English | July 20, 2012 | ISBN: N/A | ASIN: B008NHIAKO | 192 Pages | AZW3 | 3.72 MB
This is one of a series of systems engineering case studies prepared by the Air Force Center for Systems Engineering. This case study analyzes the
A-10A Thunderbolt II, manufactured by Fairchild Republic Corp. between 1975 and 1984. It was specifically designed as a Close Air Support (CAS) aircraft. It was named after another aircraft manufactured by Republic Aircraft, the P-47 Thunderbolt of WW II fame, but is commonly referred to by its nickname, "Warthog", due to its unusual appearance. The A-10, which has survived several attempts of program cancellation and early retirement, is now projected to operate until 2028, well beyond its original requirement. The A-10 has several configurations including the original A-10A, the A-10B, a two-seat version designed for all-weather/night attack and pilot training (only one was produced), the OA-10A, used for forward air controller (FAC) missions, and the recent A-10C, an upgraded version of the A-10A.
The study provides a wealth of technical information about the aircraft and its complex history.
The Department of Defense is exponentially increasing the acquisition of joint complex systems that deliver needed capabilities demanded by our warfighter. Systems engineering is the technical and technical management process that focuses explicitly on delivering and sustaining robust, high-quality, affordable solutions. The Air Force leadership has collectively stated the need to mature a sound systems engineering process throughout the Air Force. Gaining an understanding of the past and distilling learning principles that are then shared with others through our formal education and practitioner support are critical to achieving continuous improvement.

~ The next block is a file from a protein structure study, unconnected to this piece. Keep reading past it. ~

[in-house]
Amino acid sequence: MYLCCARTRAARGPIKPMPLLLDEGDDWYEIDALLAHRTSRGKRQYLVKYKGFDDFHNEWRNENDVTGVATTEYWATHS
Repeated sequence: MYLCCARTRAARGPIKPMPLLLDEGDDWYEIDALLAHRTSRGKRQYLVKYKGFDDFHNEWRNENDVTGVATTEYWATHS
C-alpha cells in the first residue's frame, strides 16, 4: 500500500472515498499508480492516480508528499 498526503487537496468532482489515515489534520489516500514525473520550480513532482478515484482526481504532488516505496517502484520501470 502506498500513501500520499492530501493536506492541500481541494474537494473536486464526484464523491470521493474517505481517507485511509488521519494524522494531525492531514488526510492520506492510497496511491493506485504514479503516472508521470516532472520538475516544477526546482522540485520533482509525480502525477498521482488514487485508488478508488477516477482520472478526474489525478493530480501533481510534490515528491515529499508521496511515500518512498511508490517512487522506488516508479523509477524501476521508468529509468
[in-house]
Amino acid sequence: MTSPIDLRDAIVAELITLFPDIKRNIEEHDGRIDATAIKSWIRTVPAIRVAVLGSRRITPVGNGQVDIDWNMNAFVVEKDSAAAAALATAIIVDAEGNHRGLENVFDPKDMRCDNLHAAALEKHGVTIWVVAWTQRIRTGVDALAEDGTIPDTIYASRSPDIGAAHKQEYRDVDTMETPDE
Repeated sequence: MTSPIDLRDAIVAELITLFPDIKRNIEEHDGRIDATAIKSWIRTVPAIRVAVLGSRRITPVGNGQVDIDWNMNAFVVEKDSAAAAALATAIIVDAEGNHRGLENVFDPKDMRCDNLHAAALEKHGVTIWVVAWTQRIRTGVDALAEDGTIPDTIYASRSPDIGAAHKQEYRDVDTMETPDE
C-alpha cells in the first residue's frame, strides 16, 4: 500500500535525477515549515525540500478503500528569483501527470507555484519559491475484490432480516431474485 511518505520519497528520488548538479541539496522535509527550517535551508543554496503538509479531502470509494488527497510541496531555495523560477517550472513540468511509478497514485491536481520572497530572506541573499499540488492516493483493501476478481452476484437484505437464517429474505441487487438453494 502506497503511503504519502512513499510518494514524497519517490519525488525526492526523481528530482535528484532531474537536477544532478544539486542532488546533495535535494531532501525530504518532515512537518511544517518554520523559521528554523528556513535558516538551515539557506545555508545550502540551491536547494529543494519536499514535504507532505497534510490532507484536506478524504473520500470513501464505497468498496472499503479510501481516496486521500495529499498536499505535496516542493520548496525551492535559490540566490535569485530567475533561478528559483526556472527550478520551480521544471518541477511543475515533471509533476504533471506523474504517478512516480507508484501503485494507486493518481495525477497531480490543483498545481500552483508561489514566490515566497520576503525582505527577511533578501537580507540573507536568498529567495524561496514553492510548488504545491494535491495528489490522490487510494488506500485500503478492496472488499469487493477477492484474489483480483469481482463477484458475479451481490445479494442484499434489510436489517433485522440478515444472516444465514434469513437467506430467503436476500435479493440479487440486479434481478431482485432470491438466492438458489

These cases support academic instruction on SE within military service academies, civilian and military graduate schools, industry continuing education programs, and those practicing SE in the field. Each of the case studies is comprised of elements of success as well as examples of SE decisions that, in hindsight, were not optimal. Both types of examples are useful for learning. Along with discovering historical facts, we have conducted key interviews with program managers and chief engineers, both within the government and those working for the various prime and subcontractors. From this information, we have concluded that the discipline needed to implement SE and the political and acquisition environment surrounding programs continue to challenge our ability to provide balanced technical solutions.